Astronomers say a newly found star should not exist and is in the “forbidden zone” of a widely accepted theory of star formation. The star, called SDSS J102915+172927, is composed almost entirely of hydrogen and helium, with only remarkably small amounts of other chemical elements in it. And how should this star be classified? We suggest either ‘easy listening’ or ‘jazz,’ as this star is certainly not heavy metal! But it may be one of the oldest stars ever found.
This faint star is located in the constellation of Leo (The Lion), and has the lowest amount of elements heavier than helium (what astronomers call “metals”) of all stars yet studied. It has a mass smaller than that of the Sun and is probably more than 13 billion years old.
“A widely accepted theory predicts that stars like this, with low mass and extremely low quantities of metals, shouldn’t exist because the clouds of material from which they formed could never have condensed,” said Elisabetta Caffau (Zentrum für Astronomie der Universität Heidelberg, Germany and Observatoire de Paris, France), lead author of the paper appearing in this week’s edition of Nature. “It was surprising to find, for the first time, a star in this ‘forbidden zone’, and it means we may have to revisit some of the star formation models.”
The team found the star with the X-shooter and UVES instruments on the Very Large Telescope. This allowed them to measure how abundant the various chemical elements were in the star. They found that the proportion of metals in SDSS J102915+172927 is more than 20,000 times smaller than that of the Sun.
“The star is faint, and so metal-poor that we could only detect the signature of one element heavier than helium — calcium — in our first observations,” said Piercarlo Bonifacio (Observatoire de Paris, France), who supervised the project. “We had to ask for additional telescope time from ESO’s Director General to study the star’s light in even more detail, and with a long exposure time, to try to find other metals.”
The prevailing theory is that hydrogen and helium were created shortly after the Big Bang, together with some lithium, while almost all other elements were formed later in stars. Supernova explosions spread the stellar material into the interstellar medium, making it richer in metals. New stars form from this enriched medium so they have higher amounts of metals in their composition than the older stars. Therefore, the proportion of metals in a star tells us how old it is.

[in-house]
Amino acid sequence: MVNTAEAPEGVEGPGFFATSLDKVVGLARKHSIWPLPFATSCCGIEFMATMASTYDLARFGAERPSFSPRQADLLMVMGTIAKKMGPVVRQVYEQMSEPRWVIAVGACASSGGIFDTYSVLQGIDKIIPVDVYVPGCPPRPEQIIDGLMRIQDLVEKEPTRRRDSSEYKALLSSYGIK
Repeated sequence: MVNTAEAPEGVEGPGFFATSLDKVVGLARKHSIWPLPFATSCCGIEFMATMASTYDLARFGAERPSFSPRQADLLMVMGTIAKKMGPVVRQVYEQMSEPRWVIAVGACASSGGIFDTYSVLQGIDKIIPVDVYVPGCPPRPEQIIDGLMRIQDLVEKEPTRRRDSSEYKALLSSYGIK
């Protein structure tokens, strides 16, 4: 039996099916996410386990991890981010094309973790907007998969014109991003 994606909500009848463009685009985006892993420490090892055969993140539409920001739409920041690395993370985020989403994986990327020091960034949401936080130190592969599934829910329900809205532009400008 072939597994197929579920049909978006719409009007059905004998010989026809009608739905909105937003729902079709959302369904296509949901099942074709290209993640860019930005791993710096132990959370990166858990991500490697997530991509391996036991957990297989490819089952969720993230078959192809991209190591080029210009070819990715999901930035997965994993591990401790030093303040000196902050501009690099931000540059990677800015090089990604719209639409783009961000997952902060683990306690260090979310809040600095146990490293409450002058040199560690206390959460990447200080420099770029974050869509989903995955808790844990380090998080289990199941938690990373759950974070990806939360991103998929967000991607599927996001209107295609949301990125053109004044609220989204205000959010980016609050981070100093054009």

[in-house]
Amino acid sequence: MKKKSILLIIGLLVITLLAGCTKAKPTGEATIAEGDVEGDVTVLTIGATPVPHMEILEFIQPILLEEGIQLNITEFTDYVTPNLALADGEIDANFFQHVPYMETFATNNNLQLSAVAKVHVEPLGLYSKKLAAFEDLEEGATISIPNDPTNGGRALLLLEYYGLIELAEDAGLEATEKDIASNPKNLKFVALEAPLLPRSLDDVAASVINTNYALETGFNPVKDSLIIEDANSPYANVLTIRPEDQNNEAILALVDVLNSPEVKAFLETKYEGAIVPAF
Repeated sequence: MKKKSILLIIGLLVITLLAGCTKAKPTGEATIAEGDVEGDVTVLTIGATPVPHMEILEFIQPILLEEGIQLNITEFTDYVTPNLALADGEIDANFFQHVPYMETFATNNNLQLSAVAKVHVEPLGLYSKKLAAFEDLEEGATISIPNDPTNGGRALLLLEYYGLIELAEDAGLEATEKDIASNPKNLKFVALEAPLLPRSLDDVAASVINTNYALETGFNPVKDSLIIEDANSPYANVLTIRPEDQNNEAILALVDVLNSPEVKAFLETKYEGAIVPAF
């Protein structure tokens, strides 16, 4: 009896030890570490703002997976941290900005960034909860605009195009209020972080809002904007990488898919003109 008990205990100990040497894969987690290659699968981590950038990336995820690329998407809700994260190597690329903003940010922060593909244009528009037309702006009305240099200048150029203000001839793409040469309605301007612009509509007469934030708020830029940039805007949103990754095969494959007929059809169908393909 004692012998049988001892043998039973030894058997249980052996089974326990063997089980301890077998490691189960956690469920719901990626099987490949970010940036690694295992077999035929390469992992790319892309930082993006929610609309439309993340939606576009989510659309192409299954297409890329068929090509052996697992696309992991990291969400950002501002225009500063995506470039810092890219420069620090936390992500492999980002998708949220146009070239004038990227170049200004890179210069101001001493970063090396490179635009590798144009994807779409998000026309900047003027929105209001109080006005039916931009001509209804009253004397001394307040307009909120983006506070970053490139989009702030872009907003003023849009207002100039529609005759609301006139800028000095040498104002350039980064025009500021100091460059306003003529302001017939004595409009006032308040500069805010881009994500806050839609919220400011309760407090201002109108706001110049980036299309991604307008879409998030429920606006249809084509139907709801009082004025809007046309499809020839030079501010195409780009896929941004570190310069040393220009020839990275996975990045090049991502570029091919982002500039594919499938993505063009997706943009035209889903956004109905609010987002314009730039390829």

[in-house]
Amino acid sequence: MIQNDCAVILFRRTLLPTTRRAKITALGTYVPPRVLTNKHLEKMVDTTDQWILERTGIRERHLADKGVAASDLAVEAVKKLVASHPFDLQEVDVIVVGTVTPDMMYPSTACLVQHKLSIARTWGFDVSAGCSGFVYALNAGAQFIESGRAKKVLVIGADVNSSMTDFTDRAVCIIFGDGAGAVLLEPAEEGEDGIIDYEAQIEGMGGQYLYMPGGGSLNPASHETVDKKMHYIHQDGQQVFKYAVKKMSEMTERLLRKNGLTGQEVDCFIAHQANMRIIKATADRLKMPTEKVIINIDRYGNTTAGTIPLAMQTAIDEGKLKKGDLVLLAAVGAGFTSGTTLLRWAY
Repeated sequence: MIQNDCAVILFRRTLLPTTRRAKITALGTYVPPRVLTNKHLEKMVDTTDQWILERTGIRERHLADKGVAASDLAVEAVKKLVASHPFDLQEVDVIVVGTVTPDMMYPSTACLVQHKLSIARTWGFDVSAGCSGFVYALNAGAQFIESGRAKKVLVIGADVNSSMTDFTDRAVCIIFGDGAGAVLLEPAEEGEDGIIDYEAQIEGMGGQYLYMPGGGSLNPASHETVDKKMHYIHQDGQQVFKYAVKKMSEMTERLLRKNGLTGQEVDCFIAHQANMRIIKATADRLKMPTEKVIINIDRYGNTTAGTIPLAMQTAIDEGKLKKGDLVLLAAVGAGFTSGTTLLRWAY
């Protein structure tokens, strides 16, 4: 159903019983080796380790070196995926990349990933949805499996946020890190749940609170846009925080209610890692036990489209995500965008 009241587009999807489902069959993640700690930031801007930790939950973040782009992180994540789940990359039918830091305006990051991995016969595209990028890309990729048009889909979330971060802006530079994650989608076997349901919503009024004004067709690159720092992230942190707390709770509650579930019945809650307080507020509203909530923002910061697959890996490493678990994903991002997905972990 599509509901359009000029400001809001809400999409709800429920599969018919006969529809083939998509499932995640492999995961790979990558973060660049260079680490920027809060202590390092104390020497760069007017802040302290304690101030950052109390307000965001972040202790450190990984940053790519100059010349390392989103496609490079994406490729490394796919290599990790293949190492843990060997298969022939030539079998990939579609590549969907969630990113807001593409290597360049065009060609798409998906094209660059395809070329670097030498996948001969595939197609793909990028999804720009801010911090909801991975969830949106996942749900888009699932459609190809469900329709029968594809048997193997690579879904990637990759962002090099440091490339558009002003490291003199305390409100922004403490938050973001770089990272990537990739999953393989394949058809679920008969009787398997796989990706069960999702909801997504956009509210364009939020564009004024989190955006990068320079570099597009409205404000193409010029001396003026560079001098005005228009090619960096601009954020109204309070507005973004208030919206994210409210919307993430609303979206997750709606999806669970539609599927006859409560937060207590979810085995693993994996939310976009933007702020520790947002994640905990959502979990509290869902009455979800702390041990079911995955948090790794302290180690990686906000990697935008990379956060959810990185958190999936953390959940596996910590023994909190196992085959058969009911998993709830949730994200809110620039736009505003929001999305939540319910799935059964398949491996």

“The star we have studied is extremely metal-poor, meaning it is very primitive. It could be one of the oldest stars ever found,” adds Lorenzo Monaco from ESO, also involved in the study.
Also very surprising was the lack of lithium in SDSS J102915+172927. Such an old star should have a composition similar to that of the Universe shortly after the Big Bang, with a few more metals in it. But the team found that the proportion of lithium in the star was at least fifty times less than expected in the material produced by the Big Bang.
“It is a mystery how the lithium that formed just after the beginning of the Universe was destroyed in this star.” Bonifacio added.
Is this star one-of-a-kind? Probably not, the researchers say. “We have identified several more candidate stars that might have metal levels similar to, or even lower than, those in SDSS J102915+172927. We are now planning to observe them with the VLT to see if this is the case,” said Caffau.
Nancy Atkinson is currently Universe Today’s Contributing Editor. Previously she served as UT’s Senior Editor and lead writer, and has worked with Astronomy Cast and 365 Days of Astronomy. Nancy is the author of the new book “Incredible Stories from Space: A Behind-the-Scenes Look at the Missions Changing Our View of the Cosmos.” She is also a NASA/JPL Solar System Ambassador.